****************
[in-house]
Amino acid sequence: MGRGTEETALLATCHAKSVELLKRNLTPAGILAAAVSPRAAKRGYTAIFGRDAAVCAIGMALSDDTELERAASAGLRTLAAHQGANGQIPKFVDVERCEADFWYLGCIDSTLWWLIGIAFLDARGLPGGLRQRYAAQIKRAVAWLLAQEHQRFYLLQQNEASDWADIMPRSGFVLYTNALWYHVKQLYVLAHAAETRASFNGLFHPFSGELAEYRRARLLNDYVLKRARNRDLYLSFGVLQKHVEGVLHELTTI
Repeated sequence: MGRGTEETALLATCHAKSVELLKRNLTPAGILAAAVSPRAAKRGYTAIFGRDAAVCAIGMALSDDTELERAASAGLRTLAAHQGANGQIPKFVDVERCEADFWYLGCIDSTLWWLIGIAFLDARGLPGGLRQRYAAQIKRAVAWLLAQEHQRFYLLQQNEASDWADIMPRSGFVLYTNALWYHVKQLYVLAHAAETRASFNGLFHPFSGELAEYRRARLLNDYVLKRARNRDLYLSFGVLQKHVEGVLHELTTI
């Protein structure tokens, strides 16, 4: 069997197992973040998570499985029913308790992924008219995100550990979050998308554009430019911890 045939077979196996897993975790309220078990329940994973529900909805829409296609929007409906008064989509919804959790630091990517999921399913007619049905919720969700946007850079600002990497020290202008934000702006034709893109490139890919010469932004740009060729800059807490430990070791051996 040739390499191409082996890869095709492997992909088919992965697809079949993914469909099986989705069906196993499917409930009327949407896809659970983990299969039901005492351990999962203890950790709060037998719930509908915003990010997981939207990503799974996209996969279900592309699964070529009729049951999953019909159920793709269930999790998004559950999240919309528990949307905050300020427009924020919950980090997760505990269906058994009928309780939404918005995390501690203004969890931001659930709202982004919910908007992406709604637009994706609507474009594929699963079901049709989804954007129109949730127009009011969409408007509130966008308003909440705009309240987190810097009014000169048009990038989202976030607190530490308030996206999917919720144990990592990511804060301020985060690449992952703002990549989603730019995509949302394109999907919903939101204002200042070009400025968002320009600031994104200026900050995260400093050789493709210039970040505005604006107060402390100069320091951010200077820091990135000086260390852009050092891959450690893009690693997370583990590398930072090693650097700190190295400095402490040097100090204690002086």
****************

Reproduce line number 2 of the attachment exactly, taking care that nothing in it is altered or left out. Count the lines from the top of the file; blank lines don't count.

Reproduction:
Amino acid sequence: MGRGTEETALLATCHAKSVELLKRNLTPAGILAAAVSPRAAKRGYTAIFGRDAAVCAIGMALSDDTELERAASAGLRTLAAHQGANGQIPKFVDVERCEADFWYLGCIDSTLWWLIGIAFLDARGLPGGLRQRYAAQIKRAVAWLLAQEHQRFYLLQQNEASDWADIMPRSGFVLYTNALWYHVKQLYVLAHAAETRASFNGLFHPFSGELAEYRRARLLNDYVLKRARNRDLYLSFGVLQKHVEGVLHELTTI